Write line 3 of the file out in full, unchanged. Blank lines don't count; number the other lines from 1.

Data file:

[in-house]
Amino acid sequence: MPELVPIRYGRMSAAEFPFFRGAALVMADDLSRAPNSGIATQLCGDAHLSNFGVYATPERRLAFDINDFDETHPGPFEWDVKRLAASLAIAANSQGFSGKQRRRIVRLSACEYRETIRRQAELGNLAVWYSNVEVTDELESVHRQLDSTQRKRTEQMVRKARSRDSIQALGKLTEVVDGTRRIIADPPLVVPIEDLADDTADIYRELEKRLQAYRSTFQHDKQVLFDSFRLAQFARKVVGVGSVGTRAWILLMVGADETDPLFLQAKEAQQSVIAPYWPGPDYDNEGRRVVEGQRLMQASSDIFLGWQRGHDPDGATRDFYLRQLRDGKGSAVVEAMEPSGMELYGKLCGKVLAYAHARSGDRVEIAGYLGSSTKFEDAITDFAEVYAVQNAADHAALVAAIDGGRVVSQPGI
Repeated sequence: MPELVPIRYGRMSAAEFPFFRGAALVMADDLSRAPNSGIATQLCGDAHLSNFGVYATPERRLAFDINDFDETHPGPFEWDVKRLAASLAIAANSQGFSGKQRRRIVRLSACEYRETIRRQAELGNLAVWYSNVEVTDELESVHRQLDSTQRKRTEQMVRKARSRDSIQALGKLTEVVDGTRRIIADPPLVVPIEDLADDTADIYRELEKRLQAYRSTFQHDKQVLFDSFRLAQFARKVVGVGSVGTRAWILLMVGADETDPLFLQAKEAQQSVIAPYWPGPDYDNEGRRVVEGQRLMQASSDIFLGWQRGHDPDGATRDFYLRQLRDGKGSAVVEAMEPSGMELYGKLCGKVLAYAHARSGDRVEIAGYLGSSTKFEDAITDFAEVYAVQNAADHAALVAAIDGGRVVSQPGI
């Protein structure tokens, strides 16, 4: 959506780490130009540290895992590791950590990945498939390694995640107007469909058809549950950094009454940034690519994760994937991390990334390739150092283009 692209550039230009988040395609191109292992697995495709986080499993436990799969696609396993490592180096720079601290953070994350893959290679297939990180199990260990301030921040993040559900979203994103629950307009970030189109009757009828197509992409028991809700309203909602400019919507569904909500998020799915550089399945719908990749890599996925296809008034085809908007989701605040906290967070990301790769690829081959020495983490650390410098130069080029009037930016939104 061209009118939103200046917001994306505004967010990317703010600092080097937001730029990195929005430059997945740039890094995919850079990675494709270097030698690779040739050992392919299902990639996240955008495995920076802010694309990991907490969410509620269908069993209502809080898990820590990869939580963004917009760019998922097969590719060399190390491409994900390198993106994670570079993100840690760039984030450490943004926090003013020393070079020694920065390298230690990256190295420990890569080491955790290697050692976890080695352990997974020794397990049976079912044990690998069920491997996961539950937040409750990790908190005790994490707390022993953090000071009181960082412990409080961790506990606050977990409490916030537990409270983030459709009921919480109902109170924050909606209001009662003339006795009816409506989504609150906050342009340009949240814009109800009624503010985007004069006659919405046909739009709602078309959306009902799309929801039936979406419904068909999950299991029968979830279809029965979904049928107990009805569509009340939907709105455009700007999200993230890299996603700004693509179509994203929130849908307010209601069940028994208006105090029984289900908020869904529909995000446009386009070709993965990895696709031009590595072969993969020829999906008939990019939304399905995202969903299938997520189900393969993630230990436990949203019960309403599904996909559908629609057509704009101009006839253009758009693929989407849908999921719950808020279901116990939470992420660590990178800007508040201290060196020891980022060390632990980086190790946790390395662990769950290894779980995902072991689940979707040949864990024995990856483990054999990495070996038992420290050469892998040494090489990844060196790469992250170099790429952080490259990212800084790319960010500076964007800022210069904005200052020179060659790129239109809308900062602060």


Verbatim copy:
Repeated sequence: MPELVPIRYGRMSAAEFPFFRGAALVMADDLSRAPNSGIATQLCGDAHLSNFGVYATPERRLAFDINDFDETHPGPFEWDVKRLAASLAIAANSQGFSGKQRRRIVRLSACEYRETIRRQAELGNLAVWYSNVEVTDELESVHRQLDSTQRKRTEQMVRKARSRDSIQALGKLTEVVDGTRRIIADPPLVVPIEDLADDTADIYRELEKRLQAYRSTFQHDKQVLFDSFRLAQFARKVVGVGSVGTRAWILLMVGADETDPLFLQAKEAQQSVIAPYWPGPDYDNEGRRVVEGQRLMQASSDIFLGWQRGHDPDGATRDFYLRQLRDGKGSAVVEAMEPSGMELYGKLCGKVLAYAHARSGDRVEIAGYLGSSTKFEDAITDFAEVYAVQNAADHAALVAAIDGGRVVSQPGI